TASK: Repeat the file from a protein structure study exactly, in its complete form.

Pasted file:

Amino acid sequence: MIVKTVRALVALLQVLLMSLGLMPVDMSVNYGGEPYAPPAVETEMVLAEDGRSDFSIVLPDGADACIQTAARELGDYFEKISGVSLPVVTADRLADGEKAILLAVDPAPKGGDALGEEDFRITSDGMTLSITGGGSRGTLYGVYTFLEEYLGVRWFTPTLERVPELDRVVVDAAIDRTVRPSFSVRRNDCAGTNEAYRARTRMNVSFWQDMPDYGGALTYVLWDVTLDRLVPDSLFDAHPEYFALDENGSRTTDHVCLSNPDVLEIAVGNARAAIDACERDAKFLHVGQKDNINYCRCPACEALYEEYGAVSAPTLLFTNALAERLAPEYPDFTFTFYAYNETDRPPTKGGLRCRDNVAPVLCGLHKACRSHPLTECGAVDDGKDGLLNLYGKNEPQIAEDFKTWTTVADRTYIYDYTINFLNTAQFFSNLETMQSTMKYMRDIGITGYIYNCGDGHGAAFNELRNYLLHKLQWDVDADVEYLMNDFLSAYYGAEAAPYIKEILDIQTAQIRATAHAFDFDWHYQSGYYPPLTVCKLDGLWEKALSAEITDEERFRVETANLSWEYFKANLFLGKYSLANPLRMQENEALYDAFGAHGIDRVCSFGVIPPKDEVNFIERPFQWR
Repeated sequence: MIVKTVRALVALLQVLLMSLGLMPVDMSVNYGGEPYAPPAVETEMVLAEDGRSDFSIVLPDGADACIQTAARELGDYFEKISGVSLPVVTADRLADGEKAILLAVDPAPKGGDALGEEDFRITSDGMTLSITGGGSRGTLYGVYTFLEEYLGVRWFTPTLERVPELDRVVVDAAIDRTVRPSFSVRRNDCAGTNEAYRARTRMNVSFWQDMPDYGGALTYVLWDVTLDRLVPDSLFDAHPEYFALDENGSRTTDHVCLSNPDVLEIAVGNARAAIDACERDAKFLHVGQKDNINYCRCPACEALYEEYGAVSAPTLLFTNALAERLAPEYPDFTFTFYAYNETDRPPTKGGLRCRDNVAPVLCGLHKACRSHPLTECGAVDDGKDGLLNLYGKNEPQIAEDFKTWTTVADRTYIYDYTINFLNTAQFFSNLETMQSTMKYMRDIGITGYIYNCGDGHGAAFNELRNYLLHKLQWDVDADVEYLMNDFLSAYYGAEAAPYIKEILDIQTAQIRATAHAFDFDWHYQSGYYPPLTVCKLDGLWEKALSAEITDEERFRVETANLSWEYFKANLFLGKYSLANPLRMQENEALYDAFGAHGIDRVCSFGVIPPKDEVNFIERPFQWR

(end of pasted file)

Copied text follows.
Amino acid sequence: MIVKTVRALVALLQVLLMSLGLMPVDMSVNYGGEPYAPPAVETEMVLAEDGRSDFSIVLPDGADACIQTAARELGDYFEKISGVSLPVVTADRLADGEKAILLAVDPAPKGGDALGEEDFRITSDGMTLSITGGGSRGTLYGVYTFLEEYLGVRWFTPTLERVPELDRVVVDAAIDRTVRPSFSVRRNDCAGTNEAYRARTRMNVSFWQDMPDYGGALTYVLWDVTLDRLVPDSLFDAHPEYFALDENGSRTTDHVCLSNPDVLEIAVGNARAAIDACERDAKFLHVGQKDNINYCRCPACEALYEEYGAVSAPTLLFTNALAERLAPEYPDFTFTFYAYNETDRPPTKGGLRCRDNVAPVLCGLHKACRSHPLTECGAVDDGKDGLLNLYGKNEPQIAEDFKTWTTVADRTYIYDYTINFLNTAQFFSNLETMQSTMKYMRDIGITGYIYNCGDGHGAAFNELRNYLLHKLQWDVDADVEYLMNDFLSAYYGAEAAPYIKEILDIQTAQIRATAHAFDFDWHYQSGYYPPLTVCKLDGLWEKALSAEITDEERFRVETANLSWEYFKANLFLGKYSLANPLRMQENEALYDAFGAHGIDRVCSFGVIPPKDEVNFIERPFQWR
Repeated sequence: MIVKTVRALVALLQVLLMSLGLMPVDMSVNYGGEPYAPPAVETEMVLAEDGRSDFSIVLPDGADACIQTAARELGDYFEKISGVSLPVVTADRLADGEKAILLAVDPAPKGGDALGEEDFRITSDGMTLSITGGGSRGTLYGVYTFLEEYLGVRWFTPTLERVPELDRVVVDAAIDRTVRPSFSVRRNDCAGTNEAYRARTRMNVSFWQDMPDYGGALTYVLWDVTLDRLVPDSLFDAHPEYFALDENGSRTTDHVCLSNPDVLEIAVGNARAAIDACERDAKFLHVGQKDNINYCRCPACEALYEEYGAVSAPTLLFTNALAERLAPEYPDFTFTFYAYNETDRPPTKGGLRCRDNVAPVLCGLHKACRSHPLTECGAVDDGKDGLLNLYGKNEPQIAEDFKTWTTVADRTYIYDYTINFLNTAQFFSNLETMQSTMKYMRDIGITGYIYNCGDGHGAAFNELRNYLLHKLQWDVDADVEYLMNDFLSAYYGAEAAPYIKEILDIQTAQIRATAHAFDFDWHYQSGYYPPLTVCKLDGLWEKALSAEITDEERFRVETANLSWEYFKANLFLGKYSLANPLRMQENEALYDAFGAHGIDRVCSFGVIPPKDEVNFIERPFQWR